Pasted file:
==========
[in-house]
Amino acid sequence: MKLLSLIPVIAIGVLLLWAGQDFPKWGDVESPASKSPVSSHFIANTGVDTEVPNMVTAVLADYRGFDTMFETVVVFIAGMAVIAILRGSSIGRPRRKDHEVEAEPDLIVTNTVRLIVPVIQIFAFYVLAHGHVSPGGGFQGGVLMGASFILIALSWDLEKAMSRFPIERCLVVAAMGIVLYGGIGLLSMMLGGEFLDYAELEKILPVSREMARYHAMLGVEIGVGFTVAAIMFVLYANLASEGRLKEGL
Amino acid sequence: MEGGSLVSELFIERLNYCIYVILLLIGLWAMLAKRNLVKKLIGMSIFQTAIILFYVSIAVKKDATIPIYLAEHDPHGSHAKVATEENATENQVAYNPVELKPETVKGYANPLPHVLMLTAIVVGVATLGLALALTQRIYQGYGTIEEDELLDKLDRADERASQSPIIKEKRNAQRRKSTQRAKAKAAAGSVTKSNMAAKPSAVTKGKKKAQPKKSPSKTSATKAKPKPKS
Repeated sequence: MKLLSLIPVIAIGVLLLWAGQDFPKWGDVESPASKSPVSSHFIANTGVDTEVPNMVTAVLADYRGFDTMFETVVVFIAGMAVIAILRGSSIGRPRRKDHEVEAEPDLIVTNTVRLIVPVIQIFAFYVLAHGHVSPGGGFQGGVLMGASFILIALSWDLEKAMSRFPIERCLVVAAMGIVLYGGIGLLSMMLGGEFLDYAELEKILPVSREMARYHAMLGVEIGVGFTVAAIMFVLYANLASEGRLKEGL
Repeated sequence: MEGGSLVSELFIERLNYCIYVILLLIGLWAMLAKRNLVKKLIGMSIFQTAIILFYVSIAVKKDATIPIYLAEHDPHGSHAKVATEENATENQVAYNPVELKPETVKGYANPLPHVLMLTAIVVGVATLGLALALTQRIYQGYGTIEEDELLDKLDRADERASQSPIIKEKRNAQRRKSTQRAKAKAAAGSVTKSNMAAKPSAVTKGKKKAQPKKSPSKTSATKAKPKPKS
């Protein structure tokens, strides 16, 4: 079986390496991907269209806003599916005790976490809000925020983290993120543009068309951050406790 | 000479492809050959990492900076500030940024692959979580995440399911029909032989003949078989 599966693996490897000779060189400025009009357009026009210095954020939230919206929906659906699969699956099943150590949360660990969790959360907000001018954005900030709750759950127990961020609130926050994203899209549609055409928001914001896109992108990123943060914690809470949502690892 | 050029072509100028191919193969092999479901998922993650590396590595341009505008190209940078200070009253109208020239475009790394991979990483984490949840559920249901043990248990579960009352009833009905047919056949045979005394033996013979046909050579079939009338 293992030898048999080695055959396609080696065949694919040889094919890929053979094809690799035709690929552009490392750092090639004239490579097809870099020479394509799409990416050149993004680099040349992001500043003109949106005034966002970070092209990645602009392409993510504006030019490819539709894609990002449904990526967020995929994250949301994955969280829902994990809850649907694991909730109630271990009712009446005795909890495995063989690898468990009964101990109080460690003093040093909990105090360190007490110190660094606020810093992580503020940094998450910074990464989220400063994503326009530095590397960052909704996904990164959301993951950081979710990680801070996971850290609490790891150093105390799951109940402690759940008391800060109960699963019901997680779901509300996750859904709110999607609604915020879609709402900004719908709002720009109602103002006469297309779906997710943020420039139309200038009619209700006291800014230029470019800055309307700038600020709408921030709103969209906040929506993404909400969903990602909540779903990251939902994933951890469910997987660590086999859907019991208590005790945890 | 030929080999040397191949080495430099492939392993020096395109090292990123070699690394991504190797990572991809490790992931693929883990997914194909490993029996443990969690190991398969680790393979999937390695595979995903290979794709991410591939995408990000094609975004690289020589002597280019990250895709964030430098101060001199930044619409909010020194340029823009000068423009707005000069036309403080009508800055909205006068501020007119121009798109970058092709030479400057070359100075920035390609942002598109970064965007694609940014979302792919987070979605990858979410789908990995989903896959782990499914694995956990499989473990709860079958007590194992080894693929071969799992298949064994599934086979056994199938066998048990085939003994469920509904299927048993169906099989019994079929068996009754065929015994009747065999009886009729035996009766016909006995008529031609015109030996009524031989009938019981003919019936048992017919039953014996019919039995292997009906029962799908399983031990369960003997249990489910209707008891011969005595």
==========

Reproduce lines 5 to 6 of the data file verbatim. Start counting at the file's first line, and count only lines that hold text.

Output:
Repeated sequence: MEGGSLVSELFIERLNYCIYVILLLIGLWAMLAKRNLVKKLIGMSIFQTAIILFYVSIAVKKDATIPIYLAEHDPHGSHAKVATEENATENQVAYNPVELKPETVKGYANPLPHVLMLTAIVVGVATLGLALALTQRIYQGYGTIEEDELLDKLDRADERASQSPIIKEKRNAQRRKSTQRAKAKAAAGSVTKSNMAAKPSAVTKGKKKAQPKKSPSKTSATKAKPKPKS
């Protein structure tokens, strides 16, 4: 079986390496991907269209806003599916005790976490809000925020983290993120543009068309951050406790 | 000479492809050959990492900076500030940024692959979580995440399911029909032989003949078989 599966693996490897000779060189400025009009357009026009210095954020939230919206929906659906699969699956099943150590949360660990969790959360907000001018954005900030709750759950127990961020609130926050994203899209549609055409928001914001896109992108990123943060914690809470949502690892 | 050029072509100028191919193969092999479901998922993650590396590595341009505008190209940078200070009253109208020239475009790394991979990483984490949840559920249901043990248990579960009352009833009905047919056949045979005394033996013979046909050579079939009338 293992030898048999080695055959396609080696065949694919040889094919890929053979094809690799035709690929552009490392750092090639004239490579097809870099020479394509799409990416050149993004680099040349992001500043003109949106005034966002970070092209990645602009392409993510504006030019490819539709894609990002449904990526967020995929994250949301994955969280829902994990809850649907694991909730109630271990009712009446005795909890495995063989690898468990009964101990109080460690003093040093909990105090360190007490110190660094606020810093992580503020940094998450910074990464989220400063994503326009530095590397960052909704996904990164959301993951950081979710990680801070996971850290609490790891150093105390799951109940402690759940008391800060109960699963019901997680779901509300996750859904709110999607609604915020879609709402900004719908709002720009109602103002006469297309779906997710943020420039139309200038009619209700006291800014230029470019800055309307700038600020709408921030709103969209906040929506993404909400969903990602909540779903990251939902994933951890469910997987660590086999859907019991208590005790945890 | 030929080999040397191949080495430099492939392993020096395109090292990123070699690394991504190797990572991809490790992931693929883990997914194909490993029996443990969690190991398969680790393979999937390695595979995903290979794709991410591939995408990000094609975004690289020589002597280019990250895709964030430098101060001199930044619409909010020194340029823009000068423009707005000069036309403080009508800055909205006068501020007119121009798109970058092709030479400057070359100075920035390609942002598109970064965007694609940014979302792919987070979605990858979410789908990995989903896959782990499914694995956990499989473990709860079958007590194992080894693929071969799992298949064994599934086979056994199938066998048990085939003994469920509904299927048993169906099989019994079929068996009754065929015994009747065999009886009729035996009766016909006995008529031609015109030996009524031989009938019981003919019936048992017919039953014996019919039995292997009906029962799908399983031990369960003997249990489910209707008891011969005595």